Radon gas shows no discretion when entering home as to whether the occupants own or rent the property. Renters have the same risk of radon exposure as homeowners. Yet, renters can be at a disadvantage when it comes to radon awareness alerts and being able to take radon reduction actions in the homes where they live.
Radon In Apartments: Radon disclosure to renters in the United States and Canada
Radon disclosure in real estate transactions is common in many states. However, the same isn’t true for rental homes. Only four U.S. states require landlords to disclose radon levels in their rental properties – Colorado, Florida, Illinois, and Maine. Colorado and Illinois just passed new laws requiring that tenants receive radon educational materials when signing their lease and provides them the right to terminate their lease if high radon levels are found and the landlord opts not to mitigate the dwelling.
Landlord-tenant law in Canada stipulates that property managers must inform current and prospective tenants if a property is known to have high radon levels. However, in most cases the law does not explicitly state that the landlord must reveal that radon is a health risk/carcinogen nor is the landlord required to test a property as a precaution. Essentially, Canadian regulations (such as the Residential Tenancies Act, RTA) state the rental homes must be habitable and in good repair, with high radon levels possibly violating these guidelines.
What can home renters do?
Take the initiative. Ask these questions when negotiating your lease or renewal.
- Has the property been tested for radon?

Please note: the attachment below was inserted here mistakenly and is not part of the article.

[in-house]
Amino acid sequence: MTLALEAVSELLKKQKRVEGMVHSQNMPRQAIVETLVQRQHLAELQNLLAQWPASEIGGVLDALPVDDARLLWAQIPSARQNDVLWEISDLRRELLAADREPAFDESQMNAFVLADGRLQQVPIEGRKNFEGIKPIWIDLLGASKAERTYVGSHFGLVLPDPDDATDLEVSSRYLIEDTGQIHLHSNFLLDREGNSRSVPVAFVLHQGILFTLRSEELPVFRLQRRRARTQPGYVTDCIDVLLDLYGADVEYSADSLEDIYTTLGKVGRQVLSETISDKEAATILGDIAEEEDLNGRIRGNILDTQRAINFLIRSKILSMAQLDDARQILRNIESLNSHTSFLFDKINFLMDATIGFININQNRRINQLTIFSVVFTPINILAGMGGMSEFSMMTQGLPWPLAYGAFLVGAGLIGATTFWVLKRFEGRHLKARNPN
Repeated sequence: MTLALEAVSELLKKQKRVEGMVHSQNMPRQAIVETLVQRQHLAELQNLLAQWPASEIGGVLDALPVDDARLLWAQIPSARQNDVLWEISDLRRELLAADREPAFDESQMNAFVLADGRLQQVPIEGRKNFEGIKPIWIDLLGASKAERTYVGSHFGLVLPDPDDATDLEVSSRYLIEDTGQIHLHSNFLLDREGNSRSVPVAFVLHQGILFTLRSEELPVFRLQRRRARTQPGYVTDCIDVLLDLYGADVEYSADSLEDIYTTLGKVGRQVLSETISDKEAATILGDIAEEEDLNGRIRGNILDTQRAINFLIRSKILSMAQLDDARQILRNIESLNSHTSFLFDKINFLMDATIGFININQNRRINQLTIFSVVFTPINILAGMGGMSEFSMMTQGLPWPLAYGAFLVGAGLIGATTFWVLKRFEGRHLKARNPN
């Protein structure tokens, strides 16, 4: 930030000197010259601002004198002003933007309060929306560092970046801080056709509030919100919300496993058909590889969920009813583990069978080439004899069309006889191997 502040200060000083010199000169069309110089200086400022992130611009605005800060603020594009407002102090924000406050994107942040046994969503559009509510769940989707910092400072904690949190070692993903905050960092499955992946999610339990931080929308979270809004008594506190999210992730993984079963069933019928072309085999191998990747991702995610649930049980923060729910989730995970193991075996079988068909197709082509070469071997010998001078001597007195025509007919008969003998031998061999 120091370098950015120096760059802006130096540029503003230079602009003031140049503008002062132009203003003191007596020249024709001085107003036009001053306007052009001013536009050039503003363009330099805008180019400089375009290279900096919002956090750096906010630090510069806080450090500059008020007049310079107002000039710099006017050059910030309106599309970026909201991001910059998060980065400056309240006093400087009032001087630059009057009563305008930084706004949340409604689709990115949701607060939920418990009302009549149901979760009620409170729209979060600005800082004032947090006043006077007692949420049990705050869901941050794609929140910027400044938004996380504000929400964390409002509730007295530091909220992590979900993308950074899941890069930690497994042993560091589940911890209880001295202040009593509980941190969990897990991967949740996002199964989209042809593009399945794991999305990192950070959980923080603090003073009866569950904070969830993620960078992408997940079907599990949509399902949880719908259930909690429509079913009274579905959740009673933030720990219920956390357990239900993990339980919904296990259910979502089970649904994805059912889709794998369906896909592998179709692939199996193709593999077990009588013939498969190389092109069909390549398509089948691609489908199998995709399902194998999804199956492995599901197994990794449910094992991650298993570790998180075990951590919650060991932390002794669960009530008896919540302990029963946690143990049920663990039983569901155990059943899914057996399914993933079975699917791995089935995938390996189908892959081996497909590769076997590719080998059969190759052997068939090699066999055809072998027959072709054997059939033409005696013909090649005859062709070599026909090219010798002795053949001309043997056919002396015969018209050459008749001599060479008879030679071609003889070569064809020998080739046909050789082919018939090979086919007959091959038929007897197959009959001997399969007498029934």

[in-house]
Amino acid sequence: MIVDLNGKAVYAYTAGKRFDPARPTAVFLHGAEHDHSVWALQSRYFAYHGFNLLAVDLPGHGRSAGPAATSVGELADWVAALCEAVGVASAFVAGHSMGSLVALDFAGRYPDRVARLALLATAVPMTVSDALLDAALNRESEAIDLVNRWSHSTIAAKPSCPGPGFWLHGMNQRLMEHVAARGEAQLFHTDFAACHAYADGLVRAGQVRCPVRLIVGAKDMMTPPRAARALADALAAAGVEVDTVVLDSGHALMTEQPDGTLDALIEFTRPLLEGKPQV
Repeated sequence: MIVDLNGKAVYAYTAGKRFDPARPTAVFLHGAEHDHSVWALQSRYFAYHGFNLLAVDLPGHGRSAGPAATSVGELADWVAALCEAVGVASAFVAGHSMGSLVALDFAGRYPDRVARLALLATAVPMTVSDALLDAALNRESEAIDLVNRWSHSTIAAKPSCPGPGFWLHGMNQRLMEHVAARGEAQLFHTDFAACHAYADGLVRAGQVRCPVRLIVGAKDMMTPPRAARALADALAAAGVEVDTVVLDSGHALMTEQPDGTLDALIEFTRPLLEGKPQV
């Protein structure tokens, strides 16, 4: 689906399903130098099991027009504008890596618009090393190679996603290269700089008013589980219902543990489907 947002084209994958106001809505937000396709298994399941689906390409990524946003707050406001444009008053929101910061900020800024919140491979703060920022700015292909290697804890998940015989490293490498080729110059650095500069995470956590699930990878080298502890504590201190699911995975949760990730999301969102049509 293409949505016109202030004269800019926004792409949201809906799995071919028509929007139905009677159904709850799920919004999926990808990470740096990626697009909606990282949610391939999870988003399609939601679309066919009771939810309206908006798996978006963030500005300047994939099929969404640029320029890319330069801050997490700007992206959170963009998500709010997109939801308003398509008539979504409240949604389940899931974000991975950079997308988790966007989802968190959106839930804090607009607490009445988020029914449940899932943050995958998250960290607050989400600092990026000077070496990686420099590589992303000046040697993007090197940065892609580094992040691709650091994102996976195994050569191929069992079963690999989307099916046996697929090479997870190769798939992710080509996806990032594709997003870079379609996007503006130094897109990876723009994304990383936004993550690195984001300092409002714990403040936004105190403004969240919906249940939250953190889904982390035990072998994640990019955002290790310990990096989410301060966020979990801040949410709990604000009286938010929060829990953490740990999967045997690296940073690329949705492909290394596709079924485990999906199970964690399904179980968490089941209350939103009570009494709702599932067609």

- If yes, when?
- What were the results?
- If no, or not for several years, decide who is going to test the property for radon now, and what will be done if elevated levels are found.
Radon in a multifamily building
Multi-family home renters are also within their rights to request that the property be tested for radon. If the building has not been tested, residents can test themselves or request that the owner test.
Renters will have very little inconvenience when a radon test is being conducted in their units. Typically, the property management will place a small radon test kit in an out-of-the-way location within the main living area. The test will remain there until the kit is retrieved. The duration of the test is usually less than a week but can vary depending on the type of test being deployed by the property manager.
While the test is being performed tenants may be asked to leave doors and windows shut, other than for normal entering and exiting. They may also be asked to leave the fireplace off, limit ceiling fan usage, not run other fans in the apartment until the test kit is removed, and not to touch or move the test kit.
Health risks of living in a home with radon
Radon is a colorless, odorless, naturally occurring, radioactive gas that occurs from the breakdown of uranium in the rock and soil around one’s home or residence. It seeps into homes, apartments, and condos through cracks and crevices in the foundation. When inhaled into the lungs, radon decay products turn into radioactive particles that damage the DNA cells lining the lungs. Long term radon exposure can lead to lung cancer.
Radon causes 21,000 lung cancer deaths in the United States per year. It is the #1 cause of lung cancer in nonsmokers and the second leading cause of lung cancer after smoking.
Approximately one-third of the population in both the United States and Canada are renters. The Radon Guide for Tenants provided in the state of Illinois by IEMA-OHS is designed for people who rent houses, apartments, or condos. BC Lung Foundation in Canada offers an informative guide for Helping BC Renters and Evict Radon offers guidance about radon and renting.
Radon is too dangerous to ignore, regardless of whether you own or rent your home. Test your home for radon today.
Radonova is the laboratory of choice for numerous government radon surveys, as well as other public, and private sector large-scale measurement contracts around the world. A truly global laboratory, Radonova is active in over 80 countries and has performed millions of measurements. Contact Radonova at 331-814-2200.